New York’s Historic Inns, Restaurants, and Taverns (Globe Pequot Press, 2016) explores the history of over forty institutions throughout New York City and the Hudson Valley that are still in existence today. Travel to the tavern where George Washington hosted a farewell dinner for his officers at the close of the American Revolution. Eat steak at one of the city’s oldest steakhouses. Rest your head in one of the original houses built by Dutch colonists in the Hudson Valley. Part historical record and part travelogue, the book tells tales about the region’s most historical and storied establishments. [Read more…] about New York’s Historic Inns, Restaurants, and Taverns
The ancient Egyptians believed that to make rebirth possible for a deceased woman, she briefly had to turn into a man. In A Woman’s Afterlife: Gender Transformation in Ancient Egypt, the Brooklyn Museum presents new research to tell the story of gender transformation in the ancient world.
Opening on December 15, the exhibition showcases 25 works from the Museum’s celebrated Egyptian collection to explore the differences between male and female access to the afterlife. The exhibition is part of A Year of Yes: Reimagining Feminism at the Brooklyn Museum, a yearlong project celebrating a decade of feminist thinking at the Brooklyn Museum. [Read more…] about Gender Transformation in Ancient Egypt Exhibit
Tour the 1754 house of John and Catherine Ellison from 5 to 8 pm on Saturday December 10th, decorated for Christmas and staffed by Revolutionary War era costumed interpreters.
For two Christmases, John and Catherine Ellison shared their home with the officers and soldiers of the Continental Army. Over the winter of 1780-81, General Henry Knox, his wife Lucy and their children Henry and Lucy were there, while two years later it was General Horatio Gates and his military family of aides de camp who shared in the season’s festivities. [Read more…] about Christmas at Knox’s Headquarters December 10th
The film IRONWEED, adapted for the screen by William Kennedy from his Pulitzer Prize-winning novel, will be shown on Friday, December 9, 2016 at 7 pm in Page Hall, 135 Western Avenue, on the University at Albany downtown campus. The screening is a 30th anniversary celebration of its filming in Albany. Prior to the screening at 6:30 pm Kennedy will offer film commentary and reminiscences of the film’s production. The celebration will also include raffle giveaways and a reception following the screening. [Read more…] about Ironweed 30th Anniversary Screening, Celebration
The New York State Archives has invited students statewide to enter the 27th Annual Student Research Awards Contest. The contest is open to all New York State students in grades 4 – 12 who use historical records in their research projects.
The deadline for entries is July 1, 2017. Three awards will be presented in the fall of 2017. [Read more…] about NYS Archives Student Research Awards Contest
In conjunction with the City of Johnstown’s Colonial Stroll holiday activities, Johnson Hall State Historic Site will hold a Holiday Open House on Friday, December 2 from 6 to 8:30 pm. [Read more…] about Johnson Hall Holiday Open House December 2nd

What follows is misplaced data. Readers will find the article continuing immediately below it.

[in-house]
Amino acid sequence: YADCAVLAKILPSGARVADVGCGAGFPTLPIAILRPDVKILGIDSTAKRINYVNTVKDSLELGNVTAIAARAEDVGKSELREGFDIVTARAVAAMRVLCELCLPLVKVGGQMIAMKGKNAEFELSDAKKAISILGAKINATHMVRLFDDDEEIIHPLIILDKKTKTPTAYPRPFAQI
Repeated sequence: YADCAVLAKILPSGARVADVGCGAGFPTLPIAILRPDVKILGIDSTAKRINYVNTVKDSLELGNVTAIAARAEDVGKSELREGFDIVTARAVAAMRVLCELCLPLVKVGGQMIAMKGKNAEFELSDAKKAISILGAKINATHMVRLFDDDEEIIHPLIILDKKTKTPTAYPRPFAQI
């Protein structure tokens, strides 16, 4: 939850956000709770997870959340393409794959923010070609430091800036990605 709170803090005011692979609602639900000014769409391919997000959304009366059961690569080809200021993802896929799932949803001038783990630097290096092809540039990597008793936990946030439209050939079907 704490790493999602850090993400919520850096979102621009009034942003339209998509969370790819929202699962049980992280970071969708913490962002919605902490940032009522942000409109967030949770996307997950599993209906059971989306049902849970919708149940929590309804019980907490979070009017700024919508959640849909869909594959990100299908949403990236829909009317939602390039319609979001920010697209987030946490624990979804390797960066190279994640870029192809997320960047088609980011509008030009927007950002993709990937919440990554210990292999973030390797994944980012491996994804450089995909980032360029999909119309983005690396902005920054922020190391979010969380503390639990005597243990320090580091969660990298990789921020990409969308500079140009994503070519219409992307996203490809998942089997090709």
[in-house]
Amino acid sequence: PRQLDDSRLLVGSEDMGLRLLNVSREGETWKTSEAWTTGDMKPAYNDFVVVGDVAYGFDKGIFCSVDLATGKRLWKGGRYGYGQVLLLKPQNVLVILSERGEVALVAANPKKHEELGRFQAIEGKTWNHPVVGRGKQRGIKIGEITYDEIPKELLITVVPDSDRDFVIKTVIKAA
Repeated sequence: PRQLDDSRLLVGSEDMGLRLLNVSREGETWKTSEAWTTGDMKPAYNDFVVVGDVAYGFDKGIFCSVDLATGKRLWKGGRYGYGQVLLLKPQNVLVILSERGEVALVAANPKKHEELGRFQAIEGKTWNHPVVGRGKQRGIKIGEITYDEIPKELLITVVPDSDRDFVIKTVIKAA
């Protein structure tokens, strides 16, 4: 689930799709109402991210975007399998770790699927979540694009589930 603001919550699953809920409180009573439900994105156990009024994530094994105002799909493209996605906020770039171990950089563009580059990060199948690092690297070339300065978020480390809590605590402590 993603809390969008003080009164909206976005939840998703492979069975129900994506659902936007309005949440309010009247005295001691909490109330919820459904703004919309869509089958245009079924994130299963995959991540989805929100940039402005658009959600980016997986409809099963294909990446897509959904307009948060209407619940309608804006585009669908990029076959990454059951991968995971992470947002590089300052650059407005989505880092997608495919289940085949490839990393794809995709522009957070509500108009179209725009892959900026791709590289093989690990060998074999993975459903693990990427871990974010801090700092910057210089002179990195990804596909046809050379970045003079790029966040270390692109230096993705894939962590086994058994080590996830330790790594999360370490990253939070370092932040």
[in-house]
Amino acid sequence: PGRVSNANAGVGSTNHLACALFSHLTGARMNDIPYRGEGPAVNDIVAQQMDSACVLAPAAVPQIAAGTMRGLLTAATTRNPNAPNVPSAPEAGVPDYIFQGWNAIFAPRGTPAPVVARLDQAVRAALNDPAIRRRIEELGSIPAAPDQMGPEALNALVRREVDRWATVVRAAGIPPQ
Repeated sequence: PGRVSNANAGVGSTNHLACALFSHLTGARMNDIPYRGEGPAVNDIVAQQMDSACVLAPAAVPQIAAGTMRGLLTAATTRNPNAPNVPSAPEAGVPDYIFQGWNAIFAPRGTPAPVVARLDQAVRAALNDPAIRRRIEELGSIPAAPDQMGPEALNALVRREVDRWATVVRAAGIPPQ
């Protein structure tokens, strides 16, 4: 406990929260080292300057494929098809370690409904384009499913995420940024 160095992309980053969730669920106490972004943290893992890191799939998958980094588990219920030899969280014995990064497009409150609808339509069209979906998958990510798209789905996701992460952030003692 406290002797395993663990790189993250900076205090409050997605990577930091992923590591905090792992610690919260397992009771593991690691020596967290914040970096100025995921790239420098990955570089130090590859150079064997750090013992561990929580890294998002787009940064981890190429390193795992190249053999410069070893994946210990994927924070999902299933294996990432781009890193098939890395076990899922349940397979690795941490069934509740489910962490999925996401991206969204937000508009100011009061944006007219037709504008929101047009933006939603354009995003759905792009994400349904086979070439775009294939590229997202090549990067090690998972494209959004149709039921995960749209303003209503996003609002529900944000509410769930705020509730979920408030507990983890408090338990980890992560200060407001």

Schoharie Crossing State Historic Site will host Schoharie County Historian Ted Shuart during the last of this year’s Tuesday Talk series. Shuart will present on the historic role that the Schoharie Creek has played in NYS History with a presentation called: “How a river shaped History; the unique role of the Schoharie Creek in the settlement of upstate New York” on November 29th. [Read more…] about How the Schoharie Creek Shaped History (Tuesday)
Garth Risk Hallberg will discuss and read from his international bestseller City on Fire (2015) at 8 pm on Tuesday, November 29 in University of Albany’s Page Hall, 135 Western Avenue in Albany.
His debut novel was named one of the best books of 2015 by The Washington Post, Los Angeles Times, San Francisco Chronicle, The Wall Street Journal, NPR, and Vogue.
City on Fire is set in New York City and spans a seven month period between New Year’s Eve 1976 through the city’s blackouts in July of 1977. The story revolves around a varied web of characters — two estranged heirs to one of the city’s great fortunes; two suburban teenagers involved in Manhattan’s punk scene; a magazine reporter; and a detective — whose lives interconnect around a shooting in Central Park. [Read more…] about ‘City On Fire’ Novelist Garth Risk Hallberg Reading Tuesday
Michael Barrett will be opening the Waterford Historical Museum and Cultural Center Winter Lecture Series on Tuesday, December 13, 2016, 6:30 pm at the Van Schaick Island Country Club, 201 Continental Ave, Cohoes.
His lecture, entitled “Historic Lansingburgh,” details the history of the Lansingburgh area. [Read more…] about Lansingburgh History Kicks Off Waterford Lecture Series
In the decade before the Civil War, Northern Democrats, although they represented antislavery and free-state constituencies, made possible the passage of such pro-slavery legislation as the Compromise of 1850 and Fugitive Slave Law of the same year, the Kansas-Nebraska Act of 1854, and the Lecompton Constitution of 1858.
In Northern Men with Southern Loyalties: The Democratic Party and the Sectional Crisis (Cornell University Press, 2016) author Michael Todd Landis contends that a full understanding of the Civil War and its causes is impossible without a careful examination of Northern Democrats and their proslavery sentiments and activities. [Read more…] about New Book: Northern Men with Southern Loyalties